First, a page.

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Gov. Wes Moore proposes targeted cuts and investments with no new taxes

After warning for months that Maryland needed to rein in its costs and boost its economy, Gov. Wes Moore (D) on Wednesday released a $63.1 billion budget proposal that aims to do that without raising taxes.

His budget, the first one created exclusively by his administration, significantly trims spending on transportation, private universities and community colleges, among many other smaller cuts, while plowing hundreds of millions of dollars into his other priorities.

Moore called the spending plan the first step in “rebasing” how the government invests in core priorities and lives within its means.

“I’m new to politics, but I’m not new to budgets,” Moore, a former investment banker, said. “If you are the CEO of a company and your business is not growing, then maybe it is time to rethink your business model. It will not be enough to simply rebuild the state government. We need to refocus.”

Moore said his administration went line by line through the state’s budget, looking for ways to align state spending with what works and looking for places pandemic aid inflated state spending. Among the examples his administration offered: cutting aid for private colleges such as Johns Hopkins University back to pre-pandemic levels.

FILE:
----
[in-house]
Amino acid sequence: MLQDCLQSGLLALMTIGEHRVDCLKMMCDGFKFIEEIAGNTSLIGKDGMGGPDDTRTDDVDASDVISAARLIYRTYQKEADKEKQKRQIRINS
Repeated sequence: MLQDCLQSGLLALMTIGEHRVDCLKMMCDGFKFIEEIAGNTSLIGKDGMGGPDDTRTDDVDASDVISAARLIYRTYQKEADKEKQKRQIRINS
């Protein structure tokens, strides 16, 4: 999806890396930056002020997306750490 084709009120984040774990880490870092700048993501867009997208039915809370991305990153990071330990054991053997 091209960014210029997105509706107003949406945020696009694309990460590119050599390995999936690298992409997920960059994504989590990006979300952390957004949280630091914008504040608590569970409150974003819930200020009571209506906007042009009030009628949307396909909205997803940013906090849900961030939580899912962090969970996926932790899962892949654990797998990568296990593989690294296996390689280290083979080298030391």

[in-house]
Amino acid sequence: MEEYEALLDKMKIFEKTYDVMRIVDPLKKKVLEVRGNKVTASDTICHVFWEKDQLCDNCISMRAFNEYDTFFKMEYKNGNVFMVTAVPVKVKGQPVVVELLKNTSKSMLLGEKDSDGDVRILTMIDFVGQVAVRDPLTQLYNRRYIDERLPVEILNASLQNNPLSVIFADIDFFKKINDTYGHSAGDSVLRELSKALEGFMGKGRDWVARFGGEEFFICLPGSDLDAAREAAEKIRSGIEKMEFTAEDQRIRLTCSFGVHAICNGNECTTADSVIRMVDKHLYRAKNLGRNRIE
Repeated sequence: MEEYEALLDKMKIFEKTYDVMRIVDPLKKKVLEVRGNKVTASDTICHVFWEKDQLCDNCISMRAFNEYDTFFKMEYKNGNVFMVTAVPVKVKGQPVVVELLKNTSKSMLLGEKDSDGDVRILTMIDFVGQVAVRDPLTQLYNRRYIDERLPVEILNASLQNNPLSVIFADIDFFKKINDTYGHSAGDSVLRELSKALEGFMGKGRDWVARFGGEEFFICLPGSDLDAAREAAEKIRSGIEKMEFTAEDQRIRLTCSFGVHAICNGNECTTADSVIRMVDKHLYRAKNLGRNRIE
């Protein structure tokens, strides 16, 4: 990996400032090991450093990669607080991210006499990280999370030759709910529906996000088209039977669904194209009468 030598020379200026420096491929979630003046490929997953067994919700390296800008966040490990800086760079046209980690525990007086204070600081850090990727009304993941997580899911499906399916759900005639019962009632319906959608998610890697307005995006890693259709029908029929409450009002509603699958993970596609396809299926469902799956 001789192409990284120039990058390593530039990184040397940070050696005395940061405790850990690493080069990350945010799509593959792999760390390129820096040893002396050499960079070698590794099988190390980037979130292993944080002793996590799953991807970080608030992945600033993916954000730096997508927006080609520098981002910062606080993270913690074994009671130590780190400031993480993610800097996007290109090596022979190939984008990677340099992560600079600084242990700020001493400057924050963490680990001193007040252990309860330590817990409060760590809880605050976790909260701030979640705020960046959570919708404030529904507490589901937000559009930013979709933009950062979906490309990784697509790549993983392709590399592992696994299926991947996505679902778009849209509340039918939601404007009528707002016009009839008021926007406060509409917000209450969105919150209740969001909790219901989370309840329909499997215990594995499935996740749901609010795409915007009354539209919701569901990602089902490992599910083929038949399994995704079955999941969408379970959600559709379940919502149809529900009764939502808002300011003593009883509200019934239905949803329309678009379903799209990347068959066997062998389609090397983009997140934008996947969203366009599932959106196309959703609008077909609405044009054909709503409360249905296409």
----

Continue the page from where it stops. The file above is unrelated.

Maryland faced budget gaps projected to widen from $761 million next fiscal year to $2.7 billion four years later. The cuts shrink those gaps but did not close them, and Moore said the state cannot pursue bigger ambitions unless Maryland’s economy grows to support them. At a time when other states’ economies grew by 7.5 percent on average over the past five years, he noted Maryland’s grew by merely 0.2 percent.

Among his spending priorities to boost the economy, Moore proposed another $100 million to build a new FBI headquarters, money to bolster a new technology hub in Baltimore and incentives to increase affordable housing.

“It’s not just about cuts. We’ve got to get this economy going,” Moore said during a Wednesday morning news conference in Annapolis where he set out four goals for the next year: to make Maryland safer, more economically competitive and more affordable, and to have a higher share of residents doing public service. To that last point, he included cash to expand his signature Service Year Option program, alongside the Maryland Corps program, to allow for 500 participants, up from the inaugural year’s 280.

He’s also proposed expanding a pilot program to rehabilitate juvenile offenders along with other investments into the Department of Juvenile Services, saying, “I believe in accountability and I believe in consequences for people that break the law. But if we put children into a system that makes them more likely to commit crime, we’re doing it wrong.”

Maryland launches nation’s first state-backed service year program

The budget proposal is subject to General Assembly approval and is 2 percent smaller than the current fiscal year, which was swollen by the last of federal pandemic aid.

The budget continues to pour billions into a growing public education plan meant to boost teacher pay, provide universal pre-K and flood high-poverty schools with resources, among many other goals. It also includes raises for state workers, which were negotiated in advance with the state’s unions.

He’s also proposed investments in job training and “cutting red tape” for certain industries, such as datacenters.

State lawmakers have considerable power in shaping the state’s spending plan and offered mixed initial reviews on Wednesday, with Republicans concerned about undisclosed fee increases hitting Maryland residents.